Book Review — Bankrupting Nature: Denying Our Planetary Boundaries

ARTICLE | | BY Michael Marien

Michael Marien

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A Report to the Club of Rome

By Anders Wijkman (Co-President, Club of Rome; Senior Advisor, Stockholm Environment Institute) and Johan Rockström (Executive Director, Stockholm Resilience Centre).

NY: Earthscan/Routledge, Nov 2012, 206p, $44.95.


It is sometimes said that you can’t tell a book by its cover. Or by its title, or sub-title. This 33rd Report to the Club of Rome is a case in point. The sub-title indicates that “planetary boundaries” is the major theme, but only 13 pages are devoted to exploring this essential concept in Chapter 5, while many other related and not-so-related ideas are also discussed.

The broad integrative theme herein is to “critically examine the relationship between human beings and nature, and the threats we pose to the complex natural systems on Earth that are the preconditions for all life.” The basic premise is that “the living biosphere and natural resources (are) the prerequisites for prosperity and development in the future”a perspective that “is obvious to most natural scientists” (but not to the general public). Moreover, “humanity is facing a critical reality: an abundance of scientific reports clearly points out that we are very close to a saturation point, where the biosphere cannot handle additional stress…all signs reveal that our lifestyles and consumption patterns are on a violent collision course with nature.” (pp1-2) We thus need a “proper balance sheet” for the planet to replace the aggregate GDP measure of production.

Before getting into the details, a few words about the two distinguished authors, in addition to the affiliations mentioned above. Anders Wijkman is also a Fellow of the World Academy of Art and Science and a member of the Swedish Royal Academy of Sciences. He has been a member of the Swedish Parliament and the European Parliament (1999-2009). Wijkman served as Assistant Secretary-General of the UN, Policy Director of the UN Development Programme, and Secretary General of the Swedish Red Cross. Johan Rockström is Professor of Natural Resource Management at Stockholm University, and co-chair of Future Earth, an international research initiative on global sustainability. He was the lead author of a major September 2009 article in the prestigious UK journal Nature, which introduced the concept of planetary boundaries. (J. Rockström et al., “A Safe Operating Space for Humanity,” Nature, 461, 472-475. Also see J. Rockström and 28 others, “Planetary Boundaries: Exploring the Safe Operating Space for Humanity,” Ecology and Society, 14:2, 2009, article 32; download at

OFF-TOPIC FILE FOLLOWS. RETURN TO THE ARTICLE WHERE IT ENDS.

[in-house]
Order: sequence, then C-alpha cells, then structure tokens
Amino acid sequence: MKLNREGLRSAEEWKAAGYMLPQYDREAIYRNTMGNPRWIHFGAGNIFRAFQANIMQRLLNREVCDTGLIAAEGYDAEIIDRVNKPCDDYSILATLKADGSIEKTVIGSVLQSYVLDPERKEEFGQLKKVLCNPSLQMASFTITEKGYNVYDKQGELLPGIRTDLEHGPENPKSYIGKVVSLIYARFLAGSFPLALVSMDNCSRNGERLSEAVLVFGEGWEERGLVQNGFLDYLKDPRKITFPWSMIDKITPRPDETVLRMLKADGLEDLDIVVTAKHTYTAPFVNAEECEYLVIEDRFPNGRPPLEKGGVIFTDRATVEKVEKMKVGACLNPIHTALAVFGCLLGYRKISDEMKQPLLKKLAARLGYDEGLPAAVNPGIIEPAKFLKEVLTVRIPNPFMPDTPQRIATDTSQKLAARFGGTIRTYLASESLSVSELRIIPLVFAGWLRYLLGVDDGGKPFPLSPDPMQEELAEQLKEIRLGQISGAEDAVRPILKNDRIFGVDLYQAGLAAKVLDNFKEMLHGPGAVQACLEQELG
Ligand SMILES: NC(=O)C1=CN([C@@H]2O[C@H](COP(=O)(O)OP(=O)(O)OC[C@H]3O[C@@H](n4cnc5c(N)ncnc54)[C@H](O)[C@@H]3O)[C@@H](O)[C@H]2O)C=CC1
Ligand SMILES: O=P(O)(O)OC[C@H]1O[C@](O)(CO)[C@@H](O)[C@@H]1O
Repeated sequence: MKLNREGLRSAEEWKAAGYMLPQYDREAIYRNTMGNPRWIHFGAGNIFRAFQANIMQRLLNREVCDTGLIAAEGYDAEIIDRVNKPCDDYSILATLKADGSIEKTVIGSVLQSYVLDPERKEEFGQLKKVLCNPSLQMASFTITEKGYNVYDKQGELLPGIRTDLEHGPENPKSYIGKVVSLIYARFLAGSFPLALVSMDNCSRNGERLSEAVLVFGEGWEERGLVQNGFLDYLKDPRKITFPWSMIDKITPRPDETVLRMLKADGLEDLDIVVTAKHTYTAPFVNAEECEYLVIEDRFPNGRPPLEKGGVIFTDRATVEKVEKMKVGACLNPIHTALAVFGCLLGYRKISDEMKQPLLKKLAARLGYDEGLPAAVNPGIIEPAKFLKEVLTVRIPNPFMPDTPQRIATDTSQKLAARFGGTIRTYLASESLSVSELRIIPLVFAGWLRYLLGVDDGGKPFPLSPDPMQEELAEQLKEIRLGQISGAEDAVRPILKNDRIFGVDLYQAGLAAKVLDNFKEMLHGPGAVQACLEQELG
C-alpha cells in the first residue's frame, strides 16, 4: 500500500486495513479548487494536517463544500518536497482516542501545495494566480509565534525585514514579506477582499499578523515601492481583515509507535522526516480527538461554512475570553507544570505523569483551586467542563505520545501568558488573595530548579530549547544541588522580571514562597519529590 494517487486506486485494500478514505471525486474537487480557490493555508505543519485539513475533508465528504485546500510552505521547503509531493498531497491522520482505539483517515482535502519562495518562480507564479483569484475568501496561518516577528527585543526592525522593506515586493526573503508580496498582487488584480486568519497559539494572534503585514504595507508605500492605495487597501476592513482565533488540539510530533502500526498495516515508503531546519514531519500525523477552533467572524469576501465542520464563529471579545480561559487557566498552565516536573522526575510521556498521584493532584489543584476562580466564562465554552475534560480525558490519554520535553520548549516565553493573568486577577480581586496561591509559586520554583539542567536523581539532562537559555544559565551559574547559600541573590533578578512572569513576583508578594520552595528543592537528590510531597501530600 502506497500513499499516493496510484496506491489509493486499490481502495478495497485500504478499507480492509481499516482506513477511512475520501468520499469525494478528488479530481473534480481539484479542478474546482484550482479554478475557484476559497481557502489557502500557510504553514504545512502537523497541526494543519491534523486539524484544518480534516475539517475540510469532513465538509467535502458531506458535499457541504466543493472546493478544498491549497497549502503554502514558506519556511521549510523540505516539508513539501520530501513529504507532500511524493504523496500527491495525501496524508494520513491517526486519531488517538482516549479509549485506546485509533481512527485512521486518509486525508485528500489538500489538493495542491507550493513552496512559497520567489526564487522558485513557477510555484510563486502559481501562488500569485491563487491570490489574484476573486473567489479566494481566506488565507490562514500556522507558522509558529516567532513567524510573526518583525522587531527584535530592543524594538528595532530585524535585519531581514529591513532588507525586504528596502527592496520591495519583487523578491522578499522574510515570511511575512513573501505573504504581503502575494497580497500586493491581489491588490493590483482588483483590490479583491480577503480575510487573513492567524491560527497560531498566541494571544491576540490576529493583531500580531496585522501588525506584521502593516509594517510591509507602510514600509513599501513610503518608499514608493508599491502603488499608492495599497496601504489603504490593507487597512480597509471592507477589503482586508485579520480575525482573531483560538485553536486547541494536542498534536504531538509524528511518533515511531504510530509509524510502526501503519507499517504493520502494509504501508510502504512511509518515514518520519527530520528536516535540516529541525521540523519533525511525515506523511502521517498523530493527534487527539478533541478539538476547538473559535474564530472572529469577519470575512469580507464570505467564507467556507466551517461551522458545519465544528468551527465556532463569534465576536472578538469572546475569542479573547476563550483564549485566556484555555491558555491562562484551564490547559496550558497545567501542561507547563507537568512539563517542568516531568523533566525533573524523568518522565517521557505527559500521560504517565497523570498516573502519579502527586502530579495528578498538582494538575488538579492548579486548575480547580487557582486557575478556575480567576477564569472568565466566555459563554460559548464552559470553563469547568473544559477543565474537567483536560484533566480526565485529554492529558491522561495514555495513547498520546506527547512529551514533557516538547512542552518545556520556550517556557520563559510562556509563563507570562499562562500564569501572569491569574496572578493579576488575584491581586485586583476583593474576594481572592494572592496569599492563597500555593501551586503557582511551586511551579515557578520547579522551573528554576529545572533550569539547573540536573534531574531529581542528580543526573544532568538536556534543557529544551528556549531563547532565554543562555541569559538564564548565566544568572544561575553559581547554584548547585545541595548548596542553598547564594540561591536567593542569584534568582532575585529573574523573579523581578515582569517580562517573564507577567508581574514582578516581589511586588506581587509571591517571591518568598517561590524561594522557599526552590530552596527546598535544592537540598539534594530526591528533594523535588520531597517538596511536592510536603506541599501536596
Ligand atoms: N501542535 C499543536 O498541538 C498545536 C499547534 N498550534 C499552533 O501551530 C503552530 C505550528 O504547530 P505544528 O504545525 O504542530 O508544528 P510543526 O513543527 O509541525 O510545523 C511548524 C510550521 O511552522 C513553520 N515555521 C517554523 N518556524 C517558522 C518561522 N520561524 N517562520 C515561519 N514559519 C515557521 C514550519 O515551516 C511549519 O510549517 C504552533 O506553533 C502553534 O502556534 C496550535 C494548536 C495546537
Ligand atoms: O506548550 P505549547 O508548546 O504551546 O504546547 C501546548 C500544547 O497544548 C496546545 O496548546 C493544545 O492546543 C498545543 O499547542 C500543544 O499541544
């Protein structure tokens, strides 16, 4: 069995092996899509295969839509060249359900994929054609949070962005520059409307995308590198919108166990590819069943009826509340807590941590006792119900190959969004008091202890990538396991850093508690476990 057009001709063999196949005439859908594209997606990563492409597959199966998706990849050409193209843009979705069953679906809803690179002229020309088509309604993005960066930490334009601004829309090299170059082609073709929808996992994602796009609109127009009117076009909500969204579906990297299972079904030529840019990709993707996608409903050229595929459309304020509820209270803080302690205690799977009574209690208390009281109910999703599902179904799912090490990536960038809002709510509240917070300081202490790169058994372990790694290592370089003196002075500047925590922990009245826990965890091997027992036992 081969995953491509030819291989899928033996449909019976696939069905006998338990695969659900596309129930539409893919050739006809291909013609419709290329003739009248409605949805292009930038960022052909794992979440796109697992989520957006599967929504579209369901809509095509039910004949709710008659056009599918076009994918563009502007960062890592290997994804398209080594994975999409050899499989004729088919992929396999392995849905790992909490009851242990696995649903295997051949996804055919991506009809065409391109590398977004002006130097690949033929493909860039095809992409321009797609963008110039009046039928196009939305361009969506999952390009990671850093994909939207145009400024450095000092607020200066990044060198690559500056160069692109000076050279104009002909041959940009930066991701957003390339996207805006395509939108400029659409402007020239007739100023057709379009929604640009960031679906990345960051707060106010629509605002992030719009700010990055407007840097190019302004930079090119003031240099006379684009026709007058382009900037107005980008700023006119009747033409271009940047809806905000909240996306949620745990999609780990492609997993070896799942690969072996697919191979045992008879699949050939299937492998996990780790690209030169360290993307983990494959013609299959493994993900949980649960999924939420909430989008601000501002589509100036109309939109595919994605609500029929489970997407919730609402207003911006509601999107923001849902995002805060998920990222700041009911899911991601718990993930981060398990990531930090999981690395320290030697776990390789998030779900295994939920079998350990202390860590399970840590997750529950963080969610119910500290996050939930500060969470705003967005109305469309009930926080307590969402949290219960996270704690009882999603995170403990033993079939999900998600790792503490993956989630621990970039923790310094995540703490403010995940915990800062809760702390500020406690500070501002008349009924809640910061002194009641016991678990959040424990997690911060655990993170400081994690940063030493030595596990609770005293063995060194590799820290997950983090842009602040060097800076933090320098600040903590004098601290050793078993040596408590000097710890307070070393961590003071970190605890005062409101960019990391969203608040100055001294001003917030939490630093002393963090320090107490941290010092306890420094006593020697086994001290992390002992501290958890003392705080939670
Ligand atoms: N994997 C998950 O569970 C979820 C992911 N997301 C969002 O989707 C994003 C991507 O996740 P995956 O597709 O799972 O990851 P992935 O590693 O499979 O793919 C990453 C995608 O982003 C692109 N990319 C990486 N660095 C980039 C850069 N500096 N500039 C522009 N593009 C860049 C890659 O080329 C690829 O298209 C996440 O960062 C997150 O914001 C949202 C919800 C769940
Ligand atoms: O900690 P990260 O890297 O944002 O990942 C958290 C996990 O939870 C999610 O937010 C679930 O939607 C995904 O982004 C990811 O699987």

The influence of human activity may have so altered the world that we may have entered a new geological age, the Anthropocene.” Life on Earth depends on the intimate interaction between the troposphere, the stratosphere, the biosphere, the geosphere, and the cryosphere. “It is not only greenhouse gases, with their impact on climate, that have shown an accelerating and negative trend over the past fifty years. The same curve of development, which is often likened to the blade of a hockey stick, also characterizes most natural systems.”(p37) The evidence is now clear: since WWII, “the pressures on key ecosystems have increased exponentially.”Major indicators are higher levels of CO2 in the atmosphere, large dead zones in coastal areas, melting sea ice and permafrost, ocean acidification, rising sea levels, biodiversity loss, land use changes, soil degradation, and growing consumption of fresh water and energy by a growing global population.

Awareness of climate change risks is “reasonably large” today. But an understanding of interactions between the atmosphere and the biosphere is “much more limited.” The Earth is a complex and self-regulating system with an inherent resilience to meet different types of disturbance. But as the atmosphere, oceans, and terrestrial ecosystems are subject to negative influences caused by humans, the resilience changes. “We need to acknowledge the risk of surprises, tipping points, or threshold effects.”(p38)

“The concept of planetary boundaries provides an opportunity to develop a game plan for human development on a planet that has limits.” The concept involves nine biophysical processes: 1) climate stability; 2) ozone depletion; 3) ocean acidification due to rising temperatures (thus reducing ocean ability to absorb CO2); 4) biogeochemical loading (nitrogen and phosphorus cycles); 5) biodiversity loss; 6) degradation of land resources; 7) over-exploitation of freshwater resources; 8) pollution from toxic chemicals; and 9) atmospheric aerosol loading (soot particles, nitrates, sulphates). Humanity has already exceeded three of the boundary limits on the safe side of unwanted consequences, as concerns climate change, loss of biodiversity, and the global nitrogen cycle (adverse effects of all excess nitrogen are extremely serious, e.g. air and water pollution and depleted oxygen in water or eutrophication).